Lying to Probation Officer is a Federal Crime


Everyone knows that a person has the right to remain silent when faced with questioning by police and most people understand that you have the right to have an attorney present during questioning. Perhaps fewer people know that it is a crime to lie to federal agents.

In Vreeland, the court was faced with these issues in the context of a man who lied to his probation officer during his monthly probation meeting. Vreeland denied knowing a man involved in a crime. He too was a suspect in this crime. His probation officer pressed on these facts. Vreeland’s statements are what formed the basis of both a probation violation and the substantive new crime of lying to the PO–a federal agent. This is a novel issue in the Sixth Circuit.

In Vreeland the Court was face with two questions: whether his false statements to a probation officer during the course of a monthly supervisory meeting are protected by the Fifth Amendment privilege against self-incrimination, and whether such statements fall within the “judicial function exception” to prosecution set forth in 18 U.S.C. § 1001(b). The answer to both questions is no.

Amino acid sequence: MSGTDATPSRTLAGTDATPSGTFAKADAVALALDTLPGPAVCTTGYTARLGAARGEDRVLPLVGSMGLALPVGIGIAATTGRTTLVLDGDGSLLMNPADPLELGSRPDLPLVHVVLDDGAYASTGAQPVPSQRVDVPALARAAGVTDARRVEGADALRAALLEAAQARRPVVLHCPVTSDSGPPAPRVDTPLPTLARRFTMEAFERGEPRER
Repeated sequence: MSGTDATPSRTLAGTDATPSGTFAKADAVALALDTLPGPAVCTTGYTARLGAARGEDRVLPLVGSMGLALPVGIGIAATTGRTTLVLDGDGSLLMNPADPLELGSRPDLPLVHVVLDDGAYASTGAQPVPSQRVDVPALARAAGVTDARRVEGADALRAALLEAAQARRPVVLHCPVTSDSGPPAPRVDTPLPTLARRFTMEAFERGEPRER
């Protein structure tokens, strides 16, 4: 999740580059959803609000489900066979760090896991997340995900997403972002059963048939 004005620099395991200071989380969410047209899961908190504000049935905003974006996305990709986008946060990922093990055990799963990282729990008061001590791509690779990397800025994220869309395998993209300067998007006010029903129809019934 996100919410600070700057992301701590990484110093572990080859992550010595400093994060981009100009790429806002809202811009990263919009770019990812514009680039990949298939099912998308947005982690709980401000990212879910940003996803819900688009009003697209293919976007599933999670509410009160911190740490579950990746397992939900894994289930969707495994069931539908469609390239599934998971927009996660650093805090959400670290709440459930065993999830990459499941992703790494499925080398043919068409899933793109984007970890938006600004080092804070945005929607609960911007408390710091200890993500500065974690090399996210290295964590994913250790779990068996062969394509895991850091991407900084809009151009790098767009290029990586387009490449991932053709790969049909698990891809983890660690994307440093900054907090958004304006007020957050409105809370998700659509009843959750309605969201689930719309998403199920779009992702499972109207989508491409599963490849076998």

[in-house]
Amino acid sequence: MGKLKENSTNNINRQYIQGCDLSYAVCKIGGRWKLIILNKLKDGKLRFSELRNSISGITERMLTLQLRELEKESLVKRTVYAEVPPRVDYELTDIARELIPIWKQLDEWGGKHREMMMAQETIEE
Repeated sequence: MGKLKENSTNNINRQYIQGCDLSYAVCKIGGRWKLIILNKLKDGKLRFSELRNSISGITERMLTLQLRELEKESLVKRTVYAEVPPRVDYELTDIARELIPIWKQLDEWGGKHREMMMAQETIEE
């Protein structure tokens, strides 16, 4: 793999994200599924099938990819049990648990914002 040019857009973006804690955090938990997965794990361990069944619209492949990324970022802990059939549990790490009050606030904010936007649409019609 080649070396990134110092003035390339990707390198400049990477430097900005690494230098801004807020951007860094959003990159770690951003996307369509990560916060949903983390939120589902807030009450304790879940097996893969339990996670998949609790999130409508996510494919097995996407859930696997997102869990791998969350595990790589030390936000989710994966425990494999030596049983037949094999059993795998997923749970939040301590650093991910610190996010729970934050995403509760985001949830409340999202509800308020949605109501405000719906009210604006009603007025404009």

The Court reasoned that:
We have held that “the Fifth Amendment privilege against self-incrimination is not self-executing in the context of a meeting with a probation officer.” United States v. Miller, 910 F.2d 1321, 1326 (6th Cir. 1990) (holding that the defendant’s voluntary revelation to his probation officer during a presentence meeting that he regularly purchased cocaine to support his habit, resulting in the probation officer’s recalculation of the defendant’s base offense level and sentencing range for his drug offense, was not a compelled incrimination); see also United States v. Humphrey, 34 F.3d 551, 555 (7th Cir. 1994) (“[U]nless a state overtly threatens to revoke probation in retaliation for the legitimate exercise of the self-incrimination privilege, there is no reasonable basis for a probationer to believe that his Fifth Amendment rights are in jeopardy.”) (citing Murphy, 465 U.S. at 438).

As to the notion that these are protected communications that are not subject to prosecution, the Court rejected that idea.
A meeting between a probation officer and a defendant under supervision is not a “judicial proceeding” protected by § 1001(b) because it serves an administrative, not an adjudicative, function.

Vreeland received a two year sentence for lying to his PO and an additional two years for his probation violation.

The full opinion can be found here.